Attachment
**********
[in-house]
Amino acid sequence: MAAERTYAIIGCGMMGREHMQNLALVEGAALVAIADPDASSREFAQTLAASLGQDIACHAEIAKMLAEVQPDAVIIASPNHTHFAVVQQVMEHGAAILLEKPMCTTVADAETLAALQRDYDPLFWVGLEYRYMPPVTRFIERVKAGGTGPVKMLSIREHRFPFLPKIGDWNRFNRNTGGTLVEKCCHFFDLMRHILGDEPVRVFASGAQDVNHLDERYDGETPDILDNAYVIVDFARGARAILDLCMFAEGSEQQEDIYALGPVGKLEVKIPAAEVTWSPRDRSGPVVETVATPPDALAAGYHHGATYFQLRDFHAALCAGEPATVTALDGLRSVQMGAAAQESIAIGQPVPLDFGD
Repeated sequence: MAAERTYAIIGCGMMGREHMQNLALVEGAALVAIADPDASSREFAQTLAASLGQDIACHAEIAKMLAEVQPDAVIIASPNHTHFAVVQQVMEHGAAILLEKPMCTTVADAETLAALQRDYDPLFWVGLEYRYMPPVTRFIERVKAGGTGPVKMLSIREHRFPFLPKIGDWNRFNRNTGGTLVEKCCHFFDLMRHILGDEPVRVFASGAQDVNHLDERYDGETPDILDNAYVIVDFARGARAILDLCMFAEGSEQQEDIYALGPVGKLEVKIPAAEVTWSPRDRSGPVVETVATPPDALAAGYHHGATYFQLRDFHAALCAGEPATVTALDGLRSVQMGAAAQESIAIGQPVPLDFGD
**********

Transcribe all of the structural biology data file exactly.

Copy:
[in-house]
Amino acid sequence: MAAERTYAIIGCGMMGREHMQNLALVEGAALVAIADPDASSREFAQTLAASLGQDIACHAEIAKMLAEVQPDAVIIASPNHTHFAVVQQVMEHGAAILLEKPMCTTVADAETLAALQRDYDPLFWVGLEYRYMPPVTRFIERVKAGGTGPVKMLSIREHRFPFLPKIGDWNRFNRNTGGTLVEKCCHFFDLMRHILGDEPVRVFASGAQDVNHLDERYDGETPDILDNAYVIVDFARGARAILDLCMFAEGSEQQEDIYALGPVGKLEVKIPAAEVTWSPRDRSGPVVETVATPPDALAAGYHHGATYFQLRDFHAALCAGEPATVTALDGLRSVQMGAAAQESIAIGQPVPLDFGD
Repeated sequence: MAAERTYAIIGCGMMGREHMQNLALVEGAALVAIADPDASSREFAQTLAASLGQDIACHAEIAKMLAEVQPDAVIIASPNHTHFAVVQQVMEHGAAILLEKPMCTTVADAETLAALQRDYDPLFWVGLEYRYMPPVTRFIERVKAGGTGPVKMLSIREHRFPFLPKIGDWNRFNRNTGGTLVEKCCHFFDLMRHILGDEPVRVFASGAQDVNHLDERYDGETPDILDNAYVIVDFARGARAILDLCMFAEGSEQQEDIYALGPVGKLEVKIPAAEVTWSPRDRSGPVVETVATPPDALAAGYHHGATYFQLRDFHAALCAGEPATVTALDGLRSVQMGAAAQESIAIGQPVPLDFGD